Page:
This paper has been made possible in part by the AWS Pilot Program in Machine Learning where California State University Channel Islands was one if the participating institutions.

Our paper with Neerja Mhaskar on logic of stringology appeard in Discrete Applied Math

In this paper, A new formal framework for Stringology is proposed, which consists of a three-sorted logical theory $S$ designed to capture the combinatorial reasoning about finite strings. We propose a language $L_S$ for expressing assertions about strings, and study in detail two sets of formulas $\Sigma_0^B$, a set of formulas decidable in polytime, and $\Sigma_1^B$, a set of formulas with the property that those provable in $S$ yield polytime algorithms.

Microsoft Open Sources Homomorphic Encryption Library

My student Dragan Rakas and I worked on an early version of this technology in 2013, and we found it to be a very interesting but difficult problem. You can read our about it here.

Microsoft has open sourced a homomorphic encryption library developed by its Cryptography Research group, saying it “strongly believes” the technology is ripe for use in real-world applications, as it makes the source code available on GitHub. (Here is the link to the GitHub repository.)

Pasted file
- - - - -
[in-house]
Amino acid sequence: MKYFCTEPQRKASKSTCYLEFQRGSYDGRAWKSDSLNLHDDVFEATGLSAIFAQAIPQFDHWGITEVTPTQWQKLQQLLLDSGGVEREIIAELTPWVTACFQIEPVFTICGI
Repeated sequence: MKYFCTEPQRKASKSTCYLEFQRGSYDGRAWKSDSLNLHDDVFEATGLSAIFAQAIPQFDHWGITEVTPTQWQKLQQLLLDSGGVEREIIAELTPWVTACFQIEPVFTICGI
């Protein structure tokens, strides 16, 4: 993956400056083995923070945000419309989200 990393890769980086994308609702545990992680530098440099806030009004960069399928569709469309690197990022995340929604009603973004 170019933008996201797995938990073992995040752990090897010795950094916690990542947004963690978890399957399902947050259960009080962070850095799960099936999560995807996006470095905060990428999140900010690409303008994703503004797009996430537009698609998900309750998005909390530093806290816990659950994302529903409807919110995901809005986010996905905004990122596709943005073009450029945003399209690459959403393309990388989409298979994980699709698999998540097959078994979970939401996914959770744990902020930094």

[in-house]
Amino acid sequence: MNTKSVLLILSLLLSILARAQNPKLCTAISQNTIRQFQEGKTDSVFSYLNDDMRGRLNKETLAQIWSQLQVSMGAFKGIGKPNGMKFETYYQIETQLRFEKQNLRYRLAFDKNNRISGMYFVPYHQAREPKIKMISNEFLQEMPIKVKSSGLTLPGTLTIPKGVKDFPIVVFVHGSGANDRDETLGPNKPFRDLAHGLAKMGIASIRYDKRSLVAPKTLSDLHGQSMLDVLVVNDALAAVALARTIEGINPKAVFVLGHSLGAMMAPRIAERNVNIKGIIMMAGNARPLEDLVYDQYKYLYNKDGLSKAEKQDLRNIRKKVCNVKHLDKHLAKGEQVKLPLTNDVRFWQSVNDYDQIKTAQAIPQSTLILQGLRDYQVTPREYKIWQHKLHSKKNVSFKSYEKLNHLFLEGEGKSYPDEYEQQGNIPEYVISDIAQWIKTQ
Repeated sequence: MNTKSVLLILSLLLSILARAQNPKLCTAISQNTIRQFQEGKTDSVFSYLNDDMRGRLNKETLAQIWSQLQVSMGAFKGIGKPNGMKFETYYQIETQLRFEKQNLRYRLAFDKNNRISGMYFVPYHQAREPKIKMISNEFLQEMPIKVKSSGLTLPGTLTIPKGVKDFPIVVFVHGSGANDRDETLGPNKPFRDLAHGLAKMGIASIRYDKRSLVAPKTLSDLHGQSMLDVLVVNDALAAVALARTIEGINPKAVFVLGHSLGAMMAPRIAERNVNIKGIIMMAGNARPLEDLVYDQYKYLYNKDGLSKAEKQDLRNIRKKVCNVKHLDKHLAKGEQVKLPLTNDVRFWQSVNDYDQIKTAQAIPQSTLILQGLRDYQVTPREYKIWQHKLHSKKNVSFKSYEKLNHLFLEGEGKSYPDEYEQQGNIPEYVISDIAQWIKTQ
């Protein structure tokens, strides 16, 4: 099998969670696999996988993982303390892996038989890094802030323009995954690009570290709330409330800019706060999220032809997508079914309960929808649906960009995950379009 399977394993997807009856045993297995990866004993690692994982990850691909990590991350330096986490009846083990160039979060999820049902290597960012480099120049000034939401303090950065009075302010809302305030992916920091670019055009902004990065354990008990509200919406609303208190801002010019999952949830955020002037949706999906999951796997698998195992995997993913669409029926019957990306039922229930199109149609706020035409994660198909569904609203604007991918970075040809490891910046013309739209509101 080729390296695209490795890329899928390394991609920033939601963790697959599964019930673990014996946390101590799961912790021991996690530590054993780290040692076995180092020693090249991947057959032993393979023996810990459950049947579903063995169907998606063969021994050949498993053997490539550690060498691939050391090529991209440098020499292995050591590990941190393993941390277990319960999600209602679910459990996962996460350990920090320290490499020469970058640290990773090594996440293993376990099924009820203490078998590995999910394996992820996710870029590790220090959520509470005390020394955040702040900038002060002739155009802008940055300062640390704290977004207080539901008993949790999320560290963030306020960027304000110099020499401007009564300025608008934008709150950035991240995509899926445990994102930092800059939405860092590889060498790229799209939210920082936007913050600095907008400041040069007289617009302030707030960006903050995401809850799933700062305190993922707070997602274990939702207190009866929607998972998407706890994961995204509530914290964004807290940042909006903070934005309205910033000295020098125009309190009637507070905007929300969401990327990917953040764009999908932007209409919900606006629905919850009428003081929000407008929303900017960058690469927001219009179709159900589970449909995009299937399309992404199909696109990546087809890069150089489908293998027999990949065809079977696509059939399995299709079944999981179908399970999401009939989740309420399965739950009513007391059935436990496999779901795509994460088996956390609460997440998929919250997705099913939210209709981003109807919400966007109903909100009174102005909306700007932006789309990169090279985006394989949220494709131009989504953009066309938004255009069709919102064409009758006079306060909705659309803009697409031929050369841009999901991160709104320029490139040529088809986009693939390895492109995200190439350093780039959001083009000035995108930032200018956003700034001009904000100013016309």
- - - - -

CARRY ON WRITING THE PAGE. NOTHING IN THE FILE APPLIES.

Geetanjali Agarwal successfully defended her MSCS thesis on image recognition

My student Geetanjali (Geet) Agarwal defended her masters thesis titled Aneka – Wavelet Image Hashing Algorithm, see announcement, where the contribution is a framework of hashing algorithms for image recognition. This important work is done in collaboration with the SoCal High Technology Task Force (HTTF). Geet deployed the AWS to accomplish her results, including EC2 instances and MySQL databases used to run experiments on thousands of images. Geet’s thesis will be available after the final draft is ready.

Iddo Tzameret and Stephen Cook strengthened our results from 2004 in the computational complexity of linear algebra